Electric

Electric

4.0 2
by Jack Ingram
     
 
You know Jack Ingram has to be an "alt-country" performer. For one thing, his songs rock, and for another thing, he's witty enough to have a song lyric like "Everybody loves you/Jesus told you so/Everybody's lying/Hell, even Jesus knows." Ingram's songs mix a subtle background of country and folk with a hefty dose of roots rock, and the result is reminiscent of early

Overview

You know Jack Ingram has to be an "alt-country" performer. For one thing, his songs rock, and for another thing, he's witty enough to have a song lyric like "Everybody loves you/Jesus told you so/Everybody's lying/Hell, even Jesus knows." Ingram's songs mix a subtle background of country and folk with a hefty dose of roots rock, and the result is reminiscent of early Rolling Stones or Bob Dylan without the fancy wordcraft. In fact, Ingram's lyrics are simple but often humorous, as on "We're All in This Together," and the above-quoted "Everybody." While many of the songs on this album are fast-moving and danceable, the last three songs are performed acoustically. While they may not live up to the title Electric, they demonstrate Ingram's ability to do "old-style" country -- but with a modern twist. Despite the occasional touch of slide guitar, this is country for city folk, music that fits in well with the Adult Album Alternative radio format.

Product Details

Release Date:
06/04/2002
Label:
Sony
UPC:
0696998593022
catalogNumber:
85930

Related Subjects

Tracks

Album Credits

Performance Credits

Jack Ingram   Primary Artist,Acoustic Guitar,Percussion,Electric Guitar,Vocals,Background Vocals
Giles Reaves   Percussion
Eric Darken   Percussion
Bukka Allen   Keyboards
Richard Bennett   Acoustic Guitar
Bob Britt   Acoustic Guitar,Electric Guitar,Background Vocals
Chad Cromwell   Drums
Chris Feinstein   Bass
Paul Franklin   Steel Guitar
Jon Dee Graham   Acoustic Guitar,Electric Guitar
John Paul Graham   Guitar
Kenny Greenberg   Electric Guitar
Patty Griffin   Background Vocals
David Grissom   Electric Guitar
Rob Hajacos   Fiddle
Tommy Hannum   Steel Guitar,Slide Guitar
John Hobbs   Keyboards
Jay Joyce   Acoustic Guitar,Bass,Percussion,Electric Guitar,Keyboards
Anthony Martin   Background Vocals
Bruce Robison   Background Vocals
Glenn Worf   Bass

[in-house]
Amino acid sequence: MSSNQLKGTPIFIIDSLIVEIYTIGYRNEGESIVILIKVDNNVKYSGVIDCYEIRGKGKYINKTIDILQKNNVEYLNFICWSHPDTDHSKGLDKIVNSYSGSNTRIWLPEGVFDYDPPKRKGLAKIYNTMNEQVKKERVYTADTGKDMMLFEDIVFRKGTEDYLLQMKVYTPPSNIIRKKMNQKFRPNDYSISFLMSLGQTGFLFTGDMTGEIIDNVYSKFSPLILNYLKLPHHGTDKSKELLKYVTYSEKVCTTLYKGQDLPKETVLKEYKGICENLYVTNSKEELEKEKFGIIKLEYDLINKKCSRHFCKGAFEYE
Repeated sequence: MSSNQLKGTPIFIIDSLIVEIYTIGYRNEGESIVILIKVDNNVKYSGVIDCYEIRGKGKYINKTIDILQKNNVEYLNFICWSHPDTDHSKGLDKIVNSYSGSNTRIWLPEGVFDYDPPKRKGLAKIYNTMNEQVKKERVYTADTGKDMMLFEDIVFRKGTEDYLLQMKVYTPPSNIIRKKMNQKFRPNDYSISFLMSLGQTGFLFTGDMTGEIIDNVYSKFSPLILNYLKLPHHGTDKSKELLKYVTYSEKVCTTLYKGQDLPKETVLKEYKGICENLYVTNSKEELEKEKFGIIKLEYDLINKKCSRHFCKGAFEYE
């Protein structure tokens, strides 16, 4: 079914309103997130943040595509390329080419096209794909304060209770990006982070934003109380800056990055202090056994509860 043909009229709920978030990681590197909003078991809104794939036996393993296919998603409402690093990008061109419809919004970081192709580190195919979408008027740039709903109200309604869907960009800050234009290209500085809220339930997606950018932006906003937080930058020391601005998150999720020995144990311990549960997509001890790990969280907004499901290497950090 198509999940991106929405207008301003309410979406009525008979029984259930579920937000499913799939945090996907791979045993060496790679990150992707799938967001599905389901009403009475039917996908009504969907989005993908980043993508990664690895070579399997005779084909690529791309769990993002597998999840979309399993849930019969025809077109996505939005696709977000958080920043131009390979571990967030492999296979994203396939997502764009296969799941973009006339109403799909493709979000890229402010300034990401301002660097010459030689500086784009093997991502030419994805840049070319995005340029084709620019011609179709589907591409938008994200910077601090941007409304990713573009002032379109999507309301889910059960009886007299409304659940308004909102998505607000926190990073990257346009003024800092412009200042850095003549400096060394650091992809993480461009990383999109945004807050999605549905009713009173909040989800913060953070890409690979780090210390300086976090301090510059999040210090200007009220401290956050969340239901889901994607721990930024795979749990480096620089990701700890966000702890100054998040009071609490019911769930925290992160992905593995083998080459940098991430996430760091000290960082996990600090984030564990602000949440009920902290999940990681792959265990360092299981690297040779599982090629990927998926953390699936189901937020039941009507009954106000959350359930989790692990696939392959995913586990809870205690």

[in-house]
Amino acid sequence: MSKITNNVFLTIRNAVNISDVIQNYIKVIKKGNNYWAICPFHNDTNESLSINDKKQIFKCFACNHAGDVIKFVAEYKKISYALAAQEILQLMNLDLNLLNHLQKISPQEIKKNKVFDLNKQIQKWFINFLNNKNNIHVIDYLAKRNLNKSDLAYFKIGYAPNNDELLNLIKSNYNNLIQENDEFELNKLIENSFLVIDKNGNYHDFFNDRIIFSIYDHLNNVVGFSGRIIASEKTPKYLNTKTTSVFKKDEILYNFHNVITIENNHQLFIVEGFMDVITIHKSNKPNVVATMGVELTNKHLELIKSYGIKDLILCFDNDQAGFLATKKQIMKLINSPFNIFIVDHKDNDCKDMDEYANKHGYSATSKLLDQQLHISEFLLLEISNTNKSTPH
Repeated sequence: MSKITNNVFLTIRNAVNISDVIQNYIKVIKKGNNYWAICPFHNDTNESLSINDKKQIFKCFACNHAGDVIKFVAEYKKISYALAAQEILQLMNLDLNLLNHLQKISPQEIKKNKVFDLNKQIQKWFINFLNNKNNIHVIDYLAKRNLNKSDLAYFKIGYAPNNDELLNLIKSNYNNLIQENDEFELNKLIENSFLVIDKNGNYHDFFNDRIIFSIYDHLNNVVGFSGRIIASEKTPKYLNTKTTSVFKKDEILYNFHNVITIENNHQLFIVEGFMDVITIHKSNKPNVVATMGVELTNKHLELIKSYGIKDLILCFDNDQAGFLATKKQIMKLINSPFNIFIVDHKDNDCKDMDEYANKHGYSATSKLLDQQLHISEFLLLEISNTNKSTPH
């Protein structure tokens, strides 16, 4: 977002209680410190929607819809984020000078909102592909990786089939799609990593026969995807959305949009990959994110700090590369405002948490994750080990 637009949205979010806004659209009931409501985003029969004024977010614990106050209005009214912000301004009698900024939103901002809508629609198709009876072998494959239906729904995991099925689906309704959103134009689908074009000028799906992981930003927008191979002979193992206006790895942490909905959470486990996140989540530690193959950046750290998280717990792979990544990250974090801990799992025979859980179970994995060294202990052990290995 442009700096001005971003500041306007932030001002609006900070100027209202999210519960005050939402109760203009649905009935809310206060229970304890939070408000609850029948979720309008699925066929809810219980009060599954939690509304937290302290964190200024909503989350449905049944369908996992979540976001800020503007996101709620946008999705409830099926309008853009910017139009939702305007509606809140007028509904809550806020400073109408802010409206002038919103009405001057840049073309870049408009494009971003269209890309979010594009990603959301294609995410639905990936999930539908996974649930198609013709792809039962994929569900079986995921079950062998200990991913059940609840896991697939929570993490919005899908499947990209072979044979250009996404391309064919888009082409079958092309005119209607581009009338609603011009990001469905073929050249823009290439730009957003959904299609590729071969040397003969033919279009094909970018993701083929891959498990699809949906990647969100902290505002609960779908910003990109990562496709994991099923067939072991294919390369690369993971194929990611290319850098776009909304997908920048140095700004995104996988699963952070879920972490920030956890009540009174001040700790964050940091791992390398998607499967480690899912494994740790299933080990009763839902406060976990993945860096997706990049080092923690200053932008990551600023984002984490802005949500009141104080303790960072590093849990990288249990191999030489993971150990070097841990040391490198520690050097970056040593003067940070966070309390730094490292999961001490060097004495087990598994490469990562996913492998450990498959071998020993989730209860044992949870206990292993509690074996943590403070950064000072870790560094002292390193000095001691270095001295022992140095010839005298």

Peter Hyrka   Fiddle
Tom Littlefield   Acoustic Guitar,Background Vocals
Lee Ann Womack   Background Vocals
Pete Coatney   Percussion,Drums

Technical Credits

Jay Joyce   Arranger,Programming,Engineer
Beth Kindig   Art Direction
King Williams   Engineer
Mike McCarthy   Producer,Engineer
Tony Castle   Engineer
Jim Lightman   Engineer
Frank Liddell   Producer
Patrick Himes   Engineer
David Bryant   Engineer

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Electric 4 out of 5 based on 0 ratings. 2 reviews.
Guest More than 1 year ago
Jack's latest album is a smash! He really nailed this one. This is what Americana music is all about!
Guest More than 1 year ago
Ingram's fifth studio release, his second for Lucky Dog, continues the hybridization that the Sony imprint has worked with Charlie Robison, The Derailers and BR549. The pairing of Texas roadhouse-tested Ingram with producers Frank Liddell (Lee Ann Womack, Chris Knight's Nashville-stacked debut) and Mike McCarthy has edged the singer-songwriter away from the grittier work of his previous albums. The drums and bass are louder, the lyrics more pedestrian, and the vibe more mainstream rock 'n' roll punch than honky-tonk twang.

Production touches like the over-driven electric coda tacked onto the acoustic blue-gospel ''Pete, Jesus and Me,'' and the oddly shifting vocal treatment of ''Goodnight Moon'' are more distracting than mesmerizing. The rootsy edge of Ingram's voice still anchors the CD, but his lyrics leave behind the quirky characters that provided earlier story hook, and the studio full of session players cast their inevitable normalizing shadow. The lack of ''band'' is especially disappointing for an artist who's made so much of his road show.

Guest artists provide a few nice contributions, including Patty Griffin's harmony vocal on ''What Makes You Say,'' Bukka Allen's keyboards, and Jim Lauderdale's lyrical support on ''One Lie Away.'' But even combined with Ingram's natural talent and charisma, they can't overcome the album's overworked sound. Lucky Dog's previous attempts to broaden Texas acts from their cult status have produced interesting results, if not always commercial dividends. With Ingram, their effort feels colorless, stripped of some of the most interesting characteristics (and characters) of his music.